In 1 Corinthians 4 are some verses that give us a wonderful, indirect insight into the discipling process. Paul was writing a letter of rebuke to the Corinthian church, which he himself brought into existence by the grace of God and the power of the Spirit. He was rebuking them because they had departed from the basics of the faith and were involved in sinful things. He wanted to correct them. In verses 14–15 he says, "I write not these things to shame you, but as my beloved sons I warn you. For though ye have ten thousand instructors [Gk., paidagogos, "moral guardians who give spiritual advice"] in Christ, yet have ye not many fathers; for in Christ Jesus I have begotten you through the gospel." He said that because the Corinthians were wondering what gave him the right to rebuke them. Paul explained why. He was their spiritual father. He brought their church into existence. Note that Paul referred to the Corinthians as "my beloved sons." Discipleship is to be done with an attitude of love. You need to be able to say, "I'll give my life and time for you. I'll pray for you and give you my insights." If you don't care about a person and are not willing to make sacrifices for him, you're fooling yourself if you think you can disciple him.
Discipleship is corrective
Paul also warned the Corinthians. Discipling is corrective. It is like raising a child. You have to warn your children what to stay away from. You can't give children positive instruction only; they need negative instruction, too. Paul said to the Ephesian elders at Miletus, "Remember, that for the space of three years I ceased not to warn everyone night and day with tears" (Acts 20:31). He knew the importance of admonishment. In 1 Corinthians 4:16 Paul says, "I beseech you, be ye followers of me." The person you are discipling is to follow your example. That means you have to be further along the path of spiritual development than he or she is. You have to be able to provide leadership. Now keep in mind that our Lord isn't asking for perfection, but direction. Paul said, "Be ye followers of me, even as I also am of Christ" (1 Cor. 11:1, emphasis added). You need to tell the person you are discipling, "I want you to follow me as I follow Christ." You don't say it proudly; you say it humbly, understanding your own weakness. And your example will be a great encouragement, because a perfect person would be too hard to follow.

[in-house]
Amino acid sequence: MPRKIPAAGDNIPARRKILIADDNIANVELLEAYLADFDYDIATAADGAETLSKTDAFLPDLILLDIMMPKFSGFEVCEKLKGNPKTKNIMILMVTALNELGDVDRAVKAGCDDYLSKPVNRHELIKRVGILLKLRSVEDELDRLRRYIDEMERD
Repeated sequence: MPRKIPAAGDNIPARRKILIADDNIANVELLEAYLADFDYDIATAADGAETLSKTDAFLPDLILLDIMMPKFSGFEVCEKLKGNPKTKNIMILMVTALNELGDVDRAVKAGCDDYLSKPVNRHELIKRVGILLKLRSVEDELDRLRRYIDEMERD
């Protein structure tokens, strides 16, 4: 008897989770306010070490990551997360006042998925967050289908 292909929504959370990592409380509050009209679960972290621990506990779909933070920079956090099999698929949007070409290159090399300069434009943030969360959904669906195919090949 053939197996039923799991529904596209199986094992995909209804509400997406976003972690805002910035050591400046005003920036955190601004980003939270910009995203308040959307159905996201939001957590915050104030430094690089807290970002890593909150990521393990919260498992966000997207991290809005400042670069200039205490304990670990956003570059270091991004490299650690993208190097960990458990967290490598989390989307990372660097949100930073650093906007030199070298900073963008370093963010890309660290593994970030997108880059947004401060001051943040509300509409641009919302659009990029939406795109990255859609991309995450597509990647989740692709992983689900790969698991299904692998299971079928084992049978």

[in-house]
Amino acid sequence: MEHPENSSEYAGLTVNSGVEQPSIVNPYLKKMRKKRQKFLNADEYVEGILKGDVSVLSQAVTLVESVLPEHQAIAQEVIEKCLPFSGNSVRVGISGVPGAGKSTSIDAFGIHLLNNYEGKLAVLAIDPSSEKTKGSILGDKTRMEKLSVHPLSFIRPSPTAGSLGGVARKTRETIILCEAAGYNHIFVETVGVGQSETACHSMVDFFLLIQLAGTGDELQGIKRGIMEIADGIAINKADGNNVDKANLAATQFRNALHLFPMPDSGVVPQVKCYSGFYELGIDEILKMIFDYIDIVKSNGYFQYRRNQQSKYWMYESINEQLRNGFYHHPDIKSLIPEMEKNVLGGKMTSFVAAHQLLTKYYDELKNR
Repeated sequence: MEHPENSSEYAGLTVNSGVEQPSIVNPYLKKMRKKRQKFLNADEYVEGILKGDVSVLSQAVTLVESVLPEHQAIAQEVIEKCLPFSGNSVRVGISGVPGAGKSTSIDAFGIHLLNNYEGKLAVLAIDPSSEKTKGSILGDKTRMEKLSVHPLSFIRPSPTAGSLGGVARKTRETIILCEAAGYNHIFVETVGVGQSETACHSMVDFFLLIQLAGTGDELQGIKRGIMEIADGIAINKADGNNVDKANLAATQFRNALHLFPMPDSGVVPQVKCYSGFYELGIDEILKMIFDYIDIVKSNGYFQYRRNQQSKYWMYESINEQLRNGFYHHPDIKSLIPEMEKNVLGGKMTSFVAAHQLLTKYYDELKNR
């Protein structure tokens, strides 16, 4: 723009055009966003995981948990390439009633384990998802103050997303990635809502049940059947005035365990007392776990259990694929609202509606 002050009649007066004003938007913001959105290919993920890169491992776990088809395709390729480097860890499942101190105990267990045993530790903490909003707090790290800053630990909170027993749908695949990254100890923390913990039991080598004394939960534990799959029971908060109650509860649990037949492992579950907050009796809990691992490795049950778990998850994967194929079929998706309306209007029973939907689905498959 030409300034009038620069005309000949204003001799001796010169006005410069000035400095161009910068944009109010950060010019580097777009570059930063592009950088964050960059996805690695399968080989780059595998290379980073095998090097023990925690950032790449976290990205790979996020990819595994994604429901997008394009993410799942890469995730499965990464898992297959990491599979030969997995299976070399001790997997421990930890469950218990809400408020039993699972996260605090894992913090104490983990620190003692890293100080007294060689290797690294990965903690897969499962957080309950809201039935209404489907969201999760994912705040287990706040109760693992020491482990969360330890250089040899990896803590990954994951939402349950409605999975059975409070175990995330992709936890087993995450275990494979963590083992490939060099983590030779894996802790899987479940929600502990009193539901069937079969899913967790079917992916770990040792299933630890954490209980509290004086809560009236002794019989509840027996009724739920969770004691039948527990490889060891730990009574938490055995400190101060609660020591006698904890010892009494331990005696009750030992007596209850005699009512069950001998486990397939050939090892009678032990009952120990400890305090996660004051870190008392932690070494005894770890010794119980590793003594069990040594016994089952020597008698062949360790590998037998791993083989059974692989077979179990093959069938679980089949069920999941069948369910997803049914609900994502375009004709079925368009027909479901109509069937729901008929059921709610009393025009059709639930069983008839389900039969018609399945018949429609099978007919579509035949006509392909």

Discipleship involves everyone
Paul mentions another element of discipleship in 1 Corinthians 4:17: "For this cause have I sent unto you Timothy, who is my beloved son and faithful in the Lord, who shall bring you into remembrance of my ways which are in Christ, as I teach everywhere in every church." Paul sent Timothy to teach the Corinthians. In discipleship, there has to be an imparting of divine truth. People function on truth. Discipling is a function that everyone must be involved in. It isn't optional. We're all to bring people to the knowledge of the Savior and go through the process of helping them mature. We're all to disciple whomever the Lord brings across our path. You will probably have different kinds of relationships with the people you disciple, but discipleship is nothing more than building a true friendship with a spiritual basis. It's not being friends with someone because you both like baseball, the same music, the same hobbies, or work at the same place. At the core of your friendship is an openness about spiritual issues. That's what carries a discipling relationship along. When you disciple someone, you're basically teaching him to live a godly lifestyle. You're teaching him biblical responses. A person is spiritually mature when his involuntary responses are godly. That's how to know if the Spirit of God has control in someone's life. In discipleship you're to bring a person to the point where he doesn't have to figure out how to act right because he can react right spontaneously.